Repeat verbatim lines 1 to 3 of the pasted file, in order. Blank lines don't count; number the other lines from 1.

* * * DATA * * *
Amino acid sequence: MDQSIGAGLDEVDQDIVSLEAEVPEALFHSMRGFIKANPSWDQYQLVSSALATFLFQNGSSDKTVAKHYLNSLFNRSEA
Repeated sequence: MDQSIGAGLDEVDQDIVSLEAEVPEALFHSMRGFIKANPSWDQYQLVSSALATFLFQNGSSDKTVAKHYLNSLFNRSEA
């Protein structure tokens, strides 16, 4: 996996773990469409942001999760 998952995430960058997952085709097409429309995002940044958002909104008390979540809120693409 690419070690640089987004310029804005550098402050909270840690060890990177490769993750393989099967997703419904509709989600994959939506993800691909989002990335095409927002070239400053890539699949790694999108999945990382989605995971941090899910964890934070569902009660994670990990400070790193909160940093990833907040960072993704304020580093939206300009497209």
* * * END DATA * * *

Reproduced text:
Amino acid sequence: MDQSIGAGLDEVDQDIVSLEAEVPEALFHSMRGFIKANPSWDQYQLVSSALATFLFQNGSSDKTVAKHYLNSLFNRSEA
Repeated sequence: MDQSIGAGLDEVDQDIVSLEAEVPEALFHSMRGFIKANPSWDQYQLVSSALATFLFQNGSSDKTVAKHYLNSLFNRSEA
């Protein structure tokens, strides 16, 4: 996996773990469409942001999760 998952995430960058997952085709097409429309995002940044958002909104008390979540809120693409 690419070690640089987004310029804005550098402050909270840690060890990177490769993750393989099967997703419904509709989600994959939506993800691909989002990335095409927002070239400053890539699949790694999108999945990382989605995971941090899910964890934070569902009660994670990990400070790193909160940093990833907040960072993704304020580093939206300009497209």